Asia's newly industrializing countries--such as Thailand, Singapore, South Korea and Taiwan--will suffer economic slowdown next year as they come under mounting U.S. pressure to cut their trade surpluses, according to Japan's Institute of Developing Economies, a semi-governmental research institute.
The institute said the countries would also be hurt by an expected economic slowdown in the United States, the main market for their exports, and increasing pressure for the appreciation of their currencies. The United States, saddled with a huge trade deficit, has accused the Asian nations of deliberately holding down the value of their currencies to increase the competitiveness of their products in the U.S. market.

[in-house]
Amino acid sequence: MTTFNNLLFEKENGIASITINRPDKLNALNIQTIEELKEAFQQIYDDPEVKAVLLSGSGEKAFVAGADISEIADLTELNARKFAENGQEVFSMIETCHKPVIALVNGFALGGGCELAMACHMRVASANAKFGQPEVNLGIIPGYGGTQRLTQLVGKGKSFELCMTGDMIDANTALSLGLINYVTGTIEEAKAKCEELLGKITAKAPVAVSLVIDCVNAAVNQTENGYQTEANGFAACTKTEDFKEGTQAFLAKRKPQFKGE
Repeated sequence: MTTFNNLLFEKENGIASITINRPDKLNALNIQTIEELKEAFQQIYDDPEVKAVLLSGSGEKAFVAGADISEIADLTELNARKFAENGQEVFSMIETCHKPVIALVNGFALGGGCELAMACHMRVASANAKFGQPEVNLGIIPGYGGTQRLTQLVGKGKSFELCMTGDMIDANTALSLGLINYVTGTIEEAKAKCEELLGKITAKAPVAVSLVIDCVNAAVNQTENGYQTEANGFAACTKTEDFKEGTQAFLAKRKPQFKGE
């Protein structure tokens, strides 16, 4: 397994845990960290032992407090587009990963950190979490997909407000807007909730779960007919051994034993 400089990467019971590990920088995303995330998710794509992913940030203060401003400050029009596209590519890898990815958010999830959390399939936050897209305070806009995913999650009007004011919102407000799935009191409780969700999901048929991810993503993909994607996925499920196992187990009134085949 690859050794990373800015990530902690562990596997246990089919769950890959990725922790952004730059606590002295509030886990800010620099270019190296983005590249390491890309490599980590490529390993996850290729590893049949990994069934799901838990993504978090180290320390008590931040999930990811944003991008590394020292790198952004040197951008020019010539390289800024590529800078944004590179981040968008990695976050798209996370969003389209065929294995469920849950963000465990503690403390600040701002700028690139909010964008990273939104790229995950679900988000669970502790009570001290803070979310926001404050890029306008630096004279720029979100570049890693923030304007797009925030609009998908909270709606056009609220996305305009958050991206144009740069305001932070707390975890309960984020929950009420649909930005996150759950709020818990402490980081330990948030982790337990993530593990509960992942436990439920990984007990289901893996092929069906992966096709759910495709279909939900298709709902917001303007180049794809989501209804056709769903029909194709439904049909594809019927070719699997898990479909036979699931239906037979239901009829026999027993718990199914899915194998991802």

The institute said Thailand's economic growth would slow to 5.5% in 1988 from 5.7% this year; Singapore's would fall to 6.3% from 8%; South Korea's would slip to 8.6% from 12.3%, and Taiwan's would decline to 7.3% from 10.1%.
The Philippines snapped out of a three-year economic stagnation in 1987 thanks to increased government spending, it said. The country is expected to register growth of 4.9% this year and 4.5% in 1988. The institute forecast that growth in both Indonesia and Malaysia would pick up to 3.4%, helped by stable prices for their commodity exports. Indonesia's economy is expected to expand by 3.2% this year and Malaysia's by 2.8%, it said.